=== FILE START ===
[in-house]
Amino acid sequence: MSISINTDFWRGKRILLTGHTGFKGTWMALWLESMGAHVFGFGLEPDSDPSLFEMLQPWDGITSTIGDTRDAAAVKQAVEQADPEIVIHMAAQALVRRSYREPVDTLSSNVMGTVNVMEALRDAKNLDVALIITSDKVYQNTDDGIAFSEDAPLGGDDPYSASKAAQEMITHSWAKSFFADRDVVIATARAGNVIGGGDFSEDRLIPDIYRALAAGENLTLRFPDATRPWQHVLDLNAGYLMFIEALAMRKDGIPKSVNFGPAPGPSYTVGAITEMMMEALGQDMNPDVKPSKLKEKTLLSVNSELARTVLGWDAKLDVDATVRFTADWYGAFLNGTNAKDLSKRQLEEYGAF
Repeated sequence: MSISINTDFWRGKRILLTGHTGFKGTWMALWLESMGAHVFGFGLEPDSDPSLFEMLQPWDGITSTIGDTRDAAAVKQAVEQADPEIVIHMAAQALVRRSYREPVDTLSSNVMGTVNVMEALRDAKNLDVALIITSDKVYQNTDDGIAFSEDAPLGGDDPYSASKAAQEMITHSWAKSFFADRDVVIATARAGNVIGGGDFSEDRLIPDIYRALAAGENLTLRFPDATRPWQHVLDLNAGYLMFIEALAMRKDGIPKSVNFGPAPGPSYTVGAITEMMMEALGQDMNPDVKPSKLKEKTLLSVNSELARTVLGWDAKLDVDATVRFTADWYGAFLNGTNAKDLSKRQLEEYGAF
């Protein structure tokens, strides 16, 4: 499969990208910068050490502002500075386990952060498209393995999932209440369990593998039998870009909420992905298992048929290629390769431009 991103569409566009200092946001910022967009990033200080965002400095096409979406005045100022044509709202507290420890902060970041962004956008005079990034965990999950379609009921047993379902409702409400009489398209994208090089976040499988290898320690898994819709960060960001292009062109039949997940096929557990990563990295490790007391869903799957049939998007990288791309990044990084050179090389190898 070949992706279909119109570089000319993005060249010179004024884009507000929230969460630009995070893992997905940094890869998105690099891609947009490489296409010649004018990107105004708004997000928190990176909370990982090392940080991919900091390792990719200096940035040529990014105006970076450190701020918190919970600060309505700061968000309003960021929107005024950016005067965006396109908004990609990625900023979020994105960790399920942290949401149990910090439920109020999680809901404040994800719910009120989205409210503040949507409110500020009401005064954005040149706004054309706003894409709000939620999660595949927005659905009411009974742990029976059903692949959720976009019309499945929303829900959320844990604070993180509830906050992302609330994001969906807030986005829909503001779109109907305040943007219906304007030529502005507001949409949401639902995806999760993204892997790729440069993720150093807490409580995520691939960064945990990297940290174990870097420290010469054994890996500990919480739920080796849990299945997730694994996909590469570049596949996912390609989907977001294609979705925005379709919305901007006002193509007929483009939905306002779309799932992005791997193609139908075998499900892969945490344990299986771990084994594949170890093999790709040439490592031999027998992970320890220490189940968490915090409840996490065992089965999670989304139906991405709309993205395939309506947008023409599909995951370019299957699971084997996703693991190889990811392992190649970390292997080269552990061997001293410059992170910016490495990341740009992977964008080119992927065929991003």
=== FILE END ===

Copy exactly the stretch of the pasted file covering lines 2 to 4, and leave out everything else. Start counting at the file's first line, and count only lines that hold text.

Amino acid sequence: MSISINTDFWRGKRILLTGHTGFKGTWMALWLESMGAHVFGFGLEPDSDPSLFEMLQPWDGITSTIGDTRDAAAVKQAVEQADPEIVIHMAAQALVRRSYREPVDTLSSNVMGTVNVMEALRDAKNLDVALIITSDKVYQNTDDGIAFSEDAPLGGDDPYSASKAAQEMITHSWAKSFFADRDVVIATARAGNVIGGGDFSEDRLIPDIYRALAAGENLTLRFPDATRPWQHVLDLNAGYLMFIEALAMRKDGIPKSVNFGPAPGPSYTVGAITEMMMEALGQDMNPDVKPSKLKEKTLLSVNSELARTVLGWDAKLDVDATVRFTADWYGAFLNGTNAKDLSKRQLEEYGAF
Repeated sequence: MSISINTDFWRGKRILLTGHTGFKGTWMALWLESMGAHVFGFGLEPDSDPSLFEMLQPWDGITSTIGDTRDAAAVKQAVEQADPEIVIHMAAQALVRRSYREPVDTLSSNVMGTVNVMEALRDAKNLDVALIITSDKVYQNTDDGIAFSEDAPLGGDDPYSASKAAQEMITHSWAKSFFADRDVVIATARAGNVIGGGDFSEDRLIPDIYRALAAGENLTLRFPDATRPWQHVLDLNAGYLMFIEALAMRKDGIPKSVNFGPAPGPSYTVGAITEMMMEALGQDMNPDVKPSKLKEKTLLSVNSELARTVLGWDAKLDVDATVRFTADWYGAFLNGTNAKDLSKRQLEEYGAF
């Protein structure tokens, strides 16, 4: 499969990208910068050490502002500075386990952060498209393995999932209440369990593998039998870009909420992905298992048929290629390769431009 991103569409566009200092946001910022967009990033200080965002400095096409979406005045100022044509709202507290420890902060970041962004956008005079990034965990999950379609009921047993379902409702409400009489398209994208090089976040499988290898320690898994819709960060960001292009062109039949997940096929557990990563990295490790007391869903799957049939998007990288791309990044990084050179090389190898 070949992706279909119109570089000319993005060249010179004024884009507000929230969460630009995070893992997905940094890869998105690099891609947009490489296409010649004018990107105004708004997000928190990176909370990982090392940080991919900091390792990719200096940035040529990014105006970076450190701020918190919970600060309505700061968000309003960021929107005024950016005067965006396109908004990609990625900023979020994105960790399920942290949401149990910090439920109020999680809901404040994800719910009120989205409210503040949507409110500020009401005064954005040149706004054309706003894409709000939620999660595949927005659905009411009974742990029976059903692949959720976009019309499945929303829900959320844990604070993180509830906050992302609330994001969906807030986005829909503001779109109907305040943007219906304007030529502005507001949409949401639902995806999760993204892997790729440069993720150093807490409580995520691939960064945990990297940290174990870097420290010469054994890996500990919480739920080796849990299945997730694994996909590469570049596949996912390609989907977001294609979705925005379709919305901007006002193509007929483009939905306002779309799932992005791997193609139908075998499900892969945490344990299986771990084994594949170890093999790709040439490592031999027998992970320890220490189940968490915090409840996490065992089965999670989304139906991405709309993205395939309506947008023409599909995951370019299957699971084997996703693991190889990811392992190649970390292997080269552990061997001293410059992170910016490495990341740009992977964008080119992927065929991003």